Famous Hispanic Artists and Painters from Latin America and Spain
Inside: A list of the most famous Hispanic artists (Spanish-speaking artists) and Latin American artists (or Latinx artists).
As part of my (upcoming!) series on famous Latin Americans and Hispanic leaders, this post zeroes in on the most iconic and beloved artists in the Spanish-speaking world.
You’ll notice that this list– and most others, if you search “famous Hispanic artists,”– is mostly male, with Spain dominating the names.
As noted in Artsy.net,
“Influential” is a difficult term. It implies storied history, reach, and effect. In the 20th century, Latin American artists were, for the most part, not included in dominant accounts of art history.”– Alex Santana, The Most Influential Latin American Artists of the 20th Century
This applies to female artists as well, of course. After my initial list of famous painters, I’ve also included a list of Latina artists, followed by an extra list of artists from Central and South America.
Here are the names I selected, along with the nationalities and birth dates of each person. You can click on each name to jump to that biography, or simply scroll through the post!
Famous Hispanic Artists And Latin American Artists
These are the names you will find in almost any list of influential and famous Hispanic artists.
- Pablo Picasso (Spain, 1881-1973)
- Frida Kahlo (Mexico, 1907 – 1954)
- Diego Velázquez (Spain,1599 – 1660)
- Salvador Dalí (Spain, 1904 – 1989)
- Jean-Michel Basquiat (United States, 1960 – 1988)
- Diego Rivera (Mexico, 1886 -1957)
- Francisco Goya (Spain, 1746 – 1828)
- José Clemente Orozco (Mexico, 1883 – 1949)
- Fernando Botero (Colombia, 1932 – )
- Joan Miró (Spain, 1893 – 1983)
More Famous Latina Artists and Painters:
To jump to this section and browse samples of their work, click here.
- Remedios Varo (Mexican born in Spain, 1908 – 1963)
- Tarsila do Amaral (Brazil, 1886 -1973)
- Leonora Carrington (Mexican born in the UK, 1917 – 2011)
- María Izquierdo (Mexico, 1902 – 1955)
- Luz Donoso (Chile, 1921 – 2008)
- Margarita Azurdia (Guatemala, 1931 – 1998)
- Anita Malfatti (Brazil, 1889 – 1964)
- Clemencia Lucena (Colombia, 1945 – 1983)
- Amelia Pelaez (Cuba, 1896 – 1968)
Other Notable Spanish-Speaking Artists:
- David Alfaro Siqueiros
- Joaquín Torres García
- Miguel Pou
- Xul Solar
- Rufino Tamayo
- Candido Portinari
- Tony Capellán
- Antonio Berní
10 Famous Hispanic Artists
First, let’s take a tour of the most renowned and recognized names in the art world.
Pablo Picasso is considered one of the most iconic artists of the 20th century, one of the main forces behind modern art as we know it. He is also famous for co-creating Cubism.
Born in Spain in 1881, Picasso was a child prodigy who created approximately 50,000 works of art over his lifetime. These included paintings, drawings, sculptures, ceramics, and more.
Though trained in classical methods, Picasso broke away from those traditions to produce an astonishingly diverse and innovative body of work.
“I paint objects as I think them, not as I see them.“– Pablo Picasso
“All children are artists. The problem is how to remain an artist once he grows up.“– Pablo Picasso
Read more about the life and extensive work of Pablo Picasso.
Interest in Frida Kahlo’s life and work has soared in recent decades, as a Mexican artist and feminist icon. Even her self-expression and colorful, vivid personal style have sparked special interest in recent times.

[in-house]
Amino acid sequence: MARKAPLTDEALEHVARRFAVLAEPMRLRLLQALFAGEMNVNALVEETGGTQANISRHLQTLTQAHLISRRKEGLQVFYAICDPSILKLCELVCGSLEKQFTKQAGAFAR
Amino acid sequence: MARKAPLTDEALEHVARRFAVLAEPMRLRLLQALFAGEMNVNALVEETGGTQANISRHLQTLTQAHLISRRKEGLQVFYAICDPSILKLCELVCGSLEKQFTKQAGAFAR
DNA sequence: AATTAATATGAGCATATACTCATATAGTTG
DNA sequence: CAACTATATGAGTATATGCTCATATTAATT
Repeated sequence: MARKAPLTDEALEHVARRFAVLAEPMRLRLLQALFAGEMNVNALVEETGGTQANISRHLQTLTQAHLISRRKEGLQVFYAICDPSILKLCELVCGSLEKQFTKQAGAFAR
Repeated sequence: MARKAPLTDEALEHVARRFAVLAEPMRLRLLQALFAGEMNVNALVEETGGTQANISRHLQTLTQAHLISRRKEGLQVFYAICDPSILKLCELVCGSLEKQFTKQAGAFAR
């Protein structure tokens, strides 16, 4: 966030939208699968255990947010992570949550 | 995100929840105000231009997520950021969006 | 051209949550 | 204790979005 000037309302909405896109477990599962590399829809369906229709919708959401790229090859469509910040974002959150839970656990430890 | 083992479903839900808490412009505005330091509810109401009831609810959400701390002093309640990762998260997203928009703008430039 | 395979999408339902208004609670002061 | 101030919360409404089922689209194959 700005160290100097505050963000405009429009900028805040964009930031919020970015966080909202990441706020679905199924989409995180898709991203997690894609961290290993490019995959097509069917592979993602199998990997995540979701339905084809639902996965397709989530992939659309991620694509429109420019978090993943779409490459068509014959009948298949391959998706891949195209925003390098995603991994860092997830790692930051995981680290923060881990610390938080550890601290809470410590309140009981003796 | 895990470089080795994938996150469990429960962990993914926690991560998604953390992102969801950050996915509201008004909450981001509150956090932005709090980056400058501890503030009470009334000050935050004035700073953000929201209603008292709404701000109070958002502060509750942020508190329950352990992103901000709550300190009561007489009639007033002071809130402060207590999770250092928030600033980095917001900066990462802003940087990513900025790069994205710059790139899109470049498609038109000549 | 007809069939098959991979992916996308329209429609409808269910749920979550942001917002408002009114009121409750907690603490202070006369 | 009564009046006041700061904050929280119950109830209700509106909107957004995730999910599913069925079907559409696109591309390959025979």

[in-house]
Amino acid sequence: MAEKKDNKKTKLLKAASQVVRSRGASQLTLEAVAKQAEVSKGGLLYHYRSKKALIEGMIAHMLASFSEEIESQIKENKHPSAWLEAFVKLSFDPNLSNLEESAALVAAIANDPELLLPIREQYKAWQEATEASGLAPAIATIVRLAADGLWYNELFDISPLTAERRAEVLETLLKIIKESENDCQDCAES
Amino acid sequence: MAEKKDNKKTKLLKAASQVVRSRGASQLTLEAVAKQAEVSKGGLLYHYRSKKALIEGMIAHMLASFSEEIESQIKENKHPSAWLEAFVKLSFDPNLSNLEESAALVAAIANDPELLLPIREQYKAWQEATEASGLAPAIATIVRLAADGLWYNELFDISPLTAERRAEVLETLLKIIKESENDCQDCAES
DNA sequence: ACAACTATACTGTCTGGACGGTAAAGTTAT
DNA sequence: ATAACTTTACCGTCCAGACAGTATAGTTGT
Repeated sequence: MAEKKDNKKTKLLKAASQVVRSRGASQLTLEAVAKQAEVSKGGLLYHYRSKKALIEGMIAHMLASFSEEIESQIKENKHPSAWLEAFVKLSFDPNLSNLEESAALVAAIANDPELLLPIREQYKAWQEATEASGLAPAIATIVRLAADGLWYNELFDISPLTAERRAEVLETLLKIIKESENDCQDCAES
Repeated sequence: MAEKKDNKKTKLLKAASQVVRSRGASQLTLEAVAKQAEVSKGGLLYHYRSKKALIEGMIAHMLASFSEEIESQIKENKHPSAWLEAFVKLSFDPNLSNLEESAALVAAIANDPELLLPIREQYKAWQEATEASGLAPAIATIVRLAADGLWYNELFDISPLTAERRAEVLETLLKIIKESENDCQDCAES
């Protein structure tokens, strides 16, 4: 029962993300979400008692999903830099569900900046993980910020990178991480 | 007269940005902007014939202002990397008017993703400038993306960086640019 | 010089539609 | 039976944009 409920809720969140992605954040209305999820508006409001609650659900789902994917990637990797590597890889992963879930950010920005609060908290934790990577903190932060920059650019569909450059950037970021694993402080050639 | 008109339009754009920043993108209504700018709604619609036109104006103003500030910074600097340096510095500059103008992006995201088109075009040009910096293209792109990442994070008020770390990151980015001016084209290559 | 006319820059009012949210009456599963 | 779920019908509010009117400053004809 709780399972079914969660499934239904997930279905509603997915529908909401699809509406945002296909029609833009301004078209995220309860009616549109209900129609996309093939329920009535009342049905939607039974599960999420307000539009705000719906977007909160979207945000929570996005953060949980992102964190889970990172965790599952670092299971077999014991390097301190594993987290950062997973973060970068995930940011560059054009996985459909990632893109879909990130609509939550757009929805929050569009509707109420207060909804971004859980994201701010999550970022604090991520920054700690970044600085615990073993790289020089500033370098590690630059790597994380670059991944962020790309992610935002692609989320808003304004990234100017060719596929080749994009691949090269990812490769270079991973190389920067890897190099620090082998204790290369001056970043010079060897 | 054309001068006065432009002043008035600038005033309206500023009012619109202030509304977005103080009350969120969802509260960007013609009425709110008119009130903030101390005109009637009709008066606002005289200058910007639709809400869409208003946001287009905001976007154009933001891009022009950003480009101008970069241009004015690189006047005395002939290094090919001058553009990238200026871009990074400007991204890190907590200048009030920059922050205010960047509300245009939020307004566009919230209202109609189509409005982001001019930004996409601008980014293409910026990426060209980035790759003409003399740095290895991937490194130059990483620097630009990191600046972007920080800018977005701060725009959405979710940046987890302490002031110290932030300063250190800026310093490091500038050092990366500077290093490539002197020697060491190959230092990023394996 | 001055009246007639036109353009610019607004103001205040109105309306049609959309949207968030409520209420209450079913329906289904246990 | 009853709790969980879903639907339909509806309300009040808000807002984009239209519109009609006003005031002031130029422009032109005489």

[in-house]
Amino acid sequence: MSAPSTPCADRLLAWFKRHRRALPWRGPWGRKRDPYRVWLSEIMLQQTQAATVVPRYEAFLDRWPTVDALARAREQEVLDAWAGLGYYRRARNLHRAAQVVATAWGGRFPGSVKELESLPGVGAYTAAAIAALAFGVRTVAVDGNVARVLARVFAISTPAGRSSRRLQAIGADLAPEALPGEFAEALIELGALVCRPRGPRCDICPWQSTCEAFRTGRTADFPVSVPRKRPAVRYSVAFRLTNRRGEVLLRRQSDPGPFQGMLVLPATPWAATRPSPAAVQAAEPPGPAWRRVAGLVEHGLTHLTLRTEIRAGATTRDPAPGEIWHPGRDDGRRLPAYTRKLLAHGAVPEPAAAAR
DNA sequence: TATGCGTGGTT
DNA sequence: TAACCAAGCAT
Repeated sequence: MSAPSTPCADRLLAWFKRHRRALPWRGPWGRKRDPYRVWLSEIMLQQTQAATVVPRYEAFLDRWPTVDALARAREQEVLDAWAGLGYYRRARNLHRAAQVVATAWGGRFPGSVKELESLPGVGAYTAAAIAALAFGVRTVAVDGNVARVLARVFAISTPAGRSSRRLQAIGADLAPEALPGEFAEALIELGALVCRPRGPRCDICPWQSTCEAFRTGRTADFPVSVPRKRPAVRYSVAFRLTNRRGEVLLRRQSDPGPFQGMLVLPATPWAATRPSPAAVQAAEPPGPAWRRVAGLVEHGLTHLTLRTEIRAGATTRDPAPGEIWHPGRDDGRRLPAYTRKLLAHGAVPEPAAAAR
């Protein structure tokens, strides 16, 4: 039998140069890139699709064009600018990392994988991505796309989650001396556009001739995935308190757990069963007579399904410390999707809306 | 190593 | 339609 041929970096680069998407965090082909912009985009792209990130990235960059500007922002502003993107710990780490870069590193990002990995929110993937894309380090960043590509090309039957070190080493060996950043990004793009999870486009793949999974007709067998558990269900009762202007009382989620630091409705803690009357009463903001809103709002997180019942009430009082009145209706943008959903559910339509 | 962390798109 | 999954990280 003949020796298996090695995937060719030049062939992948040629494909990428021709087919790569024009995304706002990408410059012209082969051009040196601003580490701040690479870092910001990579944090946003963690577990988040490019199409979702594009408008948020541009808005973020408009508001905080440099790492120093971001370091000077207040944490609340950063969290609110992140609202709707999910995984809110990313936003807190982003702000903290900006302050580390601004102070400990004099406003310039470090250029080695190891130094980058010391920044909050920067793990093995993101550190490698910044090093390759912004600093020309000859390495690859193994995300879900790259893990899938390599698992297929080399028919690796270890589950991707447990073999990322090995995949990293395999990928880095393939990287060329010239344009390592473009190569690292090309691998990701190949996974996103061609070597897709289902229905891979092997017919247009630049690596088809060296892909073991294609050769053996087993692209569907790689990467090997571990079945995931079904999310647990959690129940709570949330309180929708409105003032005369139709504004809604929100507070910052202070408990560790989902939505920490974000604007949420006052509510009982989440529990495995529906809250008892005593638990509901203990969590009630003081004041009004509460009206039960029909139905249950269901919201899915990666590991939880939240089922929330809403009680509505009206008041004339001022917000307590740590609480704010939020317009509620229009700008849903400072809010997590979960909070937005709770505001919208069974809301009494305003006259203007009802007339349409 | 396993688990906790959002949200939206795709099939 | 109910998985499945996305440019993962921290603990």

Born in 1907, Kahlo experienced several tragic events while growing up: Polio at age 6, and an accident at age 18. Her paintings, many of which are self-portraits, reflect this suffering and an introspective look into her life.
Throughout her life, Kahlo moved in politically active circles. In 1929, she married artist and activist Diego Rivera, a relationship that would prove tumultuous. Though an early death in 1954 cut Kahlo’s career short, her work remains among the most celebrated of Mexico and a hallmark of surrealist painting.
“The only thing I know is that I paint because I need to, and I paint whatever passes through my head without any other consideration.“– Frida Kahlo
See here for more on the life and work of Frida Kahlo, along with analysis on 100 of her paintings (you can hear audio of her voice as well!).
Diego Velázquez, a Spanish painter, was born in 1599 in Madrid. He served as a royal painter under King Philip IV for 40 years, often commissioned to do portraits of members of court.
Veláquez’s work stood out from the Baroque-style painting of his peers, paving the way for realist and impressionist painters in the 19th century. He remains one of the all-time most famous and influential Hispanic painters.
‘Because one wants to do this thing of just walking along the edge of the precipice, and in Velázquez it’s a very, very extraordinary thing that he has been able to keep it so near to what we call illustration and at the same time so deeply unlock the greatest and deepest things that man can feel.“– Francis Bacon
Explore more about Diego Velázquez here.
Born in Spain in 1904, Dalí was a prolific painter, sculptor, photographer, filmmaker, and illustrator. He felt the death of his mother at age 16 deeply, who had always been sympathetic to his character and interests. He met his wife Elena in 1929, a partnership that helped to support the practical aspects of his art career.
One of the most important figures in the modern art movement, Dalí once said, “Begin by learning to draw and paint like the old masters. After that, you can do as you like; everyone will respect you.”
Dalí certainly “did as he liked,” and his innovative work reflected his own flamboyant and unconventional personality and style. An unruly art student who bucked the norms, he nevertheless went on to produce a vast array of Surrealist art and become one of the most famous Hispanic artists of the 20th century.
“Mistakes are almost always of a sacred nature. Never try to correct them. On the contrary: rationalize them, understand them thoroughly. After that, it will be possible for you to sublimate them.“– Salvador Dalí